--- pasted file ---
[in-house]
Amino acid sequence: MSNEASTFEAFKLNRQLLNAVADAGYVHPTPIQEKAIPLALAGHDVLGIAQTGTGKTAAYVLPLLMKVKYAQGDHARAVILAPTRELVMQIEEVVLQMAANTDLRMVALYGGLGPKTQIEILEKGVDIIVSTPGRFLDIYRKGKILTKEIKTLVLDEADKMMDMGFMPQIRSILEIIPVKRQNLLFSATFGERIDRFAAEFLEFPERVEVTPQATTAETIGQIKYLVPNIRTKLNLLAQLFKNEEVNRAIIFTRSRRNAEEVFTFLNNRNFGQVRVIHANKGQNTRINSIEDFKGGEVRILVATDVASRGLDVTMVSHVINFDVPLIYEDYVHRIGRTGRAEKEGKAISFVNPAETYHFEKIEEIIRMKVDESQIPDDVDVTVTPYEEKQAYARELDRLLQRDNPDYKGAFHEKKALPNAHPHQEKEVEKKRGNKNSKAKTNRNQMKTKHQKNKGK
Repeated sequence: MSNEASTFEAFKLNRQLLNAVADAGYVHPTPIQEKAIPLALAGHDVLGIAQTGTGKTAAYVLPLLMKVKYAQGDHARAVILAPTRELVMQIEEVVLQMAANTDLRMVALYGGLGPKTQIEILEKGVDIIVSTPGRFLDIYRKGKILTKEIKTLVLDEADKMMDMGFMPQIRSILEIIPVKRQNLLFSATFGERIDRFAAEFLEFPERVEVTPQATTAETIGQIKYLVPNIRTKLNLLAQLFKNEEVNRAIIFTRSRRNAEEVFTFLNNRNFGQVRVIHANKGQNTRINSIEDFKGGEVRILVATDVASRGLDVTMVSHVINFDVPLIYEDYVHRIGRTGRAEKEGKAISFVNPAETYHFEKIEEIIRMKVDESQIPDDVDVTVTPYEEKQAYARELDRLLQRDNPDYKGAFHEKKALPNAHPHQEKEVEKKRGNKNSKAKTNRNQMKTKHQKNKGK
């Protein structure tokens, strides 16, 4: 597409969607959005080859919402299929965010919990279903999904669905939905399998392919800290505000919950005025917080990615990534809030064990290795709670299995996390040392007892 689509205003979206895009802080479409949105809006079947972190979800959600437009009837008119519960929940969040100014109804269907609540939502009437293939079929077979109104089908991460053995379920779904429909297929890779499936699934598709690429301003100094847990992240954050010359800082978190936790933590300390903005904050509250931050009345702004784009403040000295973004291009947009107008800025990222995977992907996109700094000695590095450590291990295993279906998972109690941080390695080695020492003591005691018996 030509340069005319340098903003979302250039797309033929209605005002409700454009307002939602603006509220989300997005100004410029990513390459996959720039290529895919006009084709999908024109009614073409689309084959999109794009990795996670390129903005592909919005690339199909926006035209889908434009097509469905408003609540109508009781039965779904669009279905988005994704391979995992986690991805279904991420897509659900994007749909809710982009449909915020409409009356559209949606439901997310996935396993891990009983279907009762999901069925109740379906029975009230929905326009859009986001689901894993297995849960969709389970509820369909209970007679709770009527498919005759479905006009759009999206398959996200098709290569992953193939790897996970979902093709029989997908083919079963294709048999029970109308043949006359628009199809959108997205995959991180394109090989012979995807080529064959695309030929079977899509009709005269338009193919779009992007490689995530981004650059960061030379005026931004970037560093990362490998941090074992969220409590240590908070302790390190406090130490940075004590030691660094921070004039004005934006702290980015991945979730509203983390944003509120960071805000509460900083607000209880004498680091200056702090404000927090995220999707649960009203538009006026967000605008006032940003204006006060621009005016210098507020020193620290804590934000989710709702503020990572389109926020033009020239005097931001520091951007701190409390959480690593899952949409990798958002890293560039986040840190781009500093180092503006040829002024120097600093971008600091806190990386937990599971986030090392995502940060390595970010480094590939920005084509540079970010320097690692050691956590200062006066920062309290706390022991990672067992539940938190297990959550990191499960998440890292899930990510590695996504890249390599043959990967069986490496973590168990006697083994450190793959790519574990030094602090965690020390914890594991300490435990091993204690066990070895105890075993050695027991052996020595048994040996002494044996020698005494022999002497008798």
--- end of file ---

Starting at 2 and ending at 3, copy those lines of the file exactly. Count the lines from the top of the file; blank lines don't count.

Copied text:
Amino acid sequence: MSNEASTFEAFKLNRQLLNAVADAGYVHPTPIQEKAIPLALAGHDVLGIAQTGTGKTAAYVLPLLMKVKYAQGDHARAVILAPTRELVMQIEEVVLQMAANTDLRMVALYGGLGPKTQIEILEKGVDIIVSTPGRFLDIYRKGKILTKEIKTLVLDEADKMMDMGFMPQIRSILEIIPVKRQNLLFSATFGERIDRFAAEFLEFPERVEVTPQATTAETIGQIKYLVPNIRTKLNLLAQLFKNEEVNRAIIFTRSRRNAEEVFTFLNNRNFGQVRVIHANKGQNTRINSIEDFKGGEVRILVATDVASRGLDVTMVSHVINFDVPLIYEDYVHRIGRTGRAEKEGKAISFVNPAETYHFEKIEEIIRMKVDESQIPDDVDVTVTPYEEKQAYARELDRLLQRDNPDYKGAFHEKKALPNAHPHQEKEVEKKRGNKNSKAKTNRNQMKTKHQKNKGK
Repeated sequence: MSNEASTFEAFKLNRQLLNAVADAGYVHPTPIQEKAIPLALAGHDVLGIAQTGTGKTAAYVLPLLMKVKYAQGDHARAVILAPTRELVMQIEEVVLQMAANTDLRMVALYGGLGPKTQIEILEKGVDIIVSTPGRFLDIYRKGKILTKEIKTLVLDEADKMMDMGFMPQIRSILEIIPVKRQNLLFSATFGERIDRFAAEFLEFPERVEVTPQATTAETIGQIKYLVPNIRTKLNLLAQLFKNEEVNRAIIFTRSRRNAEEVFTFLNNRNFGQVRVIHANKGQNTRINSIEDFKGGEVRILVATDVASRGLDVTMVSHVINFDVPLIYEDYVHRIGRTGRAEKEGKAISFVNPAETYHFEKIEEIIRMKVDESQIPDDVDVTVTPYEEKQAYARELDRLLQRDNPDYKGAFHEKKALPNAHPHQEKEVEKKRGNKNSKAKTNRNQMKTKHQKNKGK